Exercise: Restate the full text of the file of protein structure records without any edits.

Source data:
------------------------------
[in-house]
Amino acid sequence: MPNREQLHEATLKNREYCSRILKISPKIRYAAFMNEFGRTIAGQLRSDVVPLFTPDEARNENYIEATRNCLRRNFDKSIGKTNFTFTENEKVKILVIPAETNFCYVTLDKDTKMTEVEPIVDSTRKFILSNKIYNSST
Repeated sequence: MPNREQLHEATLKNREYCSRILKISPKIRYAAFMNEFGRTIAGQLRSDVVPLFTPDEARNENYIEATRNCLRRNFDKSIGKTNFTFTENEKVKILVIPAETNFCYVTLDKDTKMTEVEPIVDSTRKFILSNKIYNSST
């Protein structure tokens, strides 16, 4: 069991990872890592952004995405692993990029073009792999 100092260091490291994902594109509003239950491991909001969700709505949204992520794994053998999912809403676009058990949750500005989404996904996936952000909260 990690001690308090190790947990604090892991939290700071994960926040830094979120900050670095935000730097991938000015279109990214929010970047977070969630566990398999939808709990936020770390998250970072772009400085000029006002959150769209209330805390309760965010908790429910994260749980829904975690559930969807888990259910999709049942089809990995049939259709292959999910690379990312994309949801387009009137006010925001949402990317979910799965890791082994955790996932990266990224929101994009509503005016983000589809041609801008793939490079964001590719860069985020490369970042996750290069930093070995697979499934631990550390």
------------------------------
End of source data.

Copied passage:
[in-house]
Amino acid sequence: MPNREQLHEATLKNREYCSRILKISPKIRYAAFMNEFGRTIAGQLRSDVVPLFTPDEARNENYIEATRNCLRRNFDKSIGKTNFTFTENEKVKILVIPAETNFCYVTLDKDTKMTEVEPIVDSTRKFILSNKIYNSST
Repeated sequence: MPNREQLHEATLKNREYCSRILKISPKIRYAAFMNEFGRTIAGQLRSDVVPLFTPDEARNENYIEATRNCLRRNFDKSIGKTNFTFTENEKVKILVIPAETNFCYVTLDKDTKMTEVEPIVDSTRKFILSNKIYNSST
């Protein structure tokens, strides 16, 4: 069991990872890592952004995405692993990029073009792999 100092260091490291994902594109509003239950491991909001969700709505949204992520794994053998999912809403676009058990949750500005989404996904996936952000909260 990690001690308090190790947990604090892991939290700071994960926040830094979120900050670095935000730097991938000015279109990214929010970047977070969630566990398999939808709990936020770390998250970072772009400085000029006002959150769209209330805390309760965010908790429910994260749980829904975690559930969807888990259910999709049942089809990995049939259709292959999910690379990312994309949801387009009137006010925001949402990317979910799965890791082994955790996932990266990224929101994009509503005016983000589809041609801008793939490079964001590719860069985020490369970042996750290069930093070995697979499934631990550390």